I was watching the Mars Science Laboratory Lander (@MarsCuriosity) land and I thought about some of the discussions that had occurred during the NASA Social meeting to celebrate the 50th Anniversary of Cape Canaveral. We had people from the launch teams join us for some discussions. One of the comments that @NASA_Caley made resonated with me, “There are 7 minutes of terror for landing. For launch, we had 44 minutes of terror.” She then went on to explain all the things that were thought of in the process of planning the route for Curiosity.
I am sure that my post will gloss over some things, but I am still reeling at how many things had to be accounted for.
Let’s say you want to send a projectile (Curiosity) from a source object (Earth) to a destination object (Mars), what do you need to consider. Well first you need to think about the location of the objects relative to each other so that you can point the projectile in the proper direction. But what is the right direction?
If the two objects are stationary it is pretty easy, just aim from one toward the other. If the objects are rotating at different speeds, it gets more challenging. The Earth revolves around the Sun in basically 365.25 days, Mars since it is farther away makes the same revolution in approximately 688 days. As a result the relative position of the two objects changes constantly. The knee-jerk reaction is to say to send the projectile when the two objects are closest to each other. So let’s declare two basic variables, location of source, location of destination.
Oh wait, that is really a more complex variable than those simple statements of source location and destination location would indicate. These objects are not just spinning around the star at the center of our solar system, they are also spinning around their own axis. Their axis and orbital paths are also not perpendicular or parallel to each other. So these locations are not in one plane with just X & Y coordinates but actually in three axises.
Seems to make sense, the locations relative to each other will be the shortest distance and the shortest travel time. Yes, travel time, a new variable. The travel time has to be accounted for as the objects will move relative to each other as the projectile travels from the source to the destination. The easiest way to think about it, is leading a target, many of us do it while playing video games, or shooting rubber bands at people. So you have to account for the amount of time to get from Point A to Point B while both points are moving. You definitely need to know the speed of the projectile to know the travel time.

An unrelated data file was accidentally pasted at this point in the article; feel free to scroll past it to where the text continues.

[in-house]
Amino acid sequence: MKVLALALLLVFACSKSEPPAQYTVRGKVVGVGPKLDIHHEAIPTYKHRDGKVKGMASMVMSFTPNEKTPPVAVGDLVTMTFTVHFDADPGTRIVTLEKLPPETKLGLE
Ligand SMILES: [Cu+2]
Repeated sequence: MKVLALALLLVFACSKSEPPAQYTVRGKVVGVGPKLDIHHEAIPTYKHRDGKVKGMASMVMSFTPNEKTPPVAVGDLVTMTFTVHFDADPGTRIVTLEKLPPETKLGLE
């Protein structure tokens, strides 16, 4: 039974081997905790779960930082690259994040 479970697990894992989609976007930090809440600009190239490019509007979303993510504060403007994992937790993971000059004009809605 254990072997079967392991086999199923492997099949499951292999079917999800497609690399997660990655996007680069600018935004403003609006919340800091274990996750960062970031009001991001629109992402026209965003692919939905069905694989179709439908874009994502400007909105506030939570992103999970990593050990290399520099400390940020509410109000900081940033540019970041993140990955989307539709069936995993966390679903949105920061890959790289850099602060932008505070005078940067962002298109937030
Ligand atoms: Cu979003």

The speed of the projectile is not a simple value, it is also another variable of the equation that needs to be considered. The obvious answer is to make things travel as fast as possible. However there is always a trade off. To make things move quickly requires lots of thrust. So you need to have more fuel to allow for more thrust. Fuel has mass which means that you need more fuel to get that mass in motion. The designers need to determine the proper balance between speed, launch weight, and time to travel to destination. Don’t forget to include the mass of the projectile in there. Hopefully the mass has been determined but it might still be in flux. Is that one variable or four variables? I would say it is three interrelated variables, as the designers will work within a mass budget. What about the time it takes to get up to speed? I guess we can just use average speed… that 44 minutes of launch is not that significant compared to the approximately 253 days and 14 hours of cruise. It is just 0.012002182215% of the total time. That is tongue in check.
While leaving Earth there are some other things to consider. Such as not hitting the International Space Station or other satellites. Plus one also has to consider the biggest satellite out there along the way, the Moon. We have to steer clear of that, and its gradational pull. Wait we can use its gravitational pull to speed us up some more or to adjust the course.
So as you can see just a little math.
This math was done and allowed for landing within 1.5 miles of the desired landing site after a journey of approximately 350,000,000 miles. Yes, they can do some adjustments in flight, but those have to be calculated as well. To put this in perspective to get the same resolution you would need to land on a single human hair (0.04mm) from 14km (8.7 miles) and not hit anything, seen or unseen, during the flight.
Did you remember to compensate for the satellites going around Mars?
Pretty impressive. It isn’t rocket science, it is math and physics.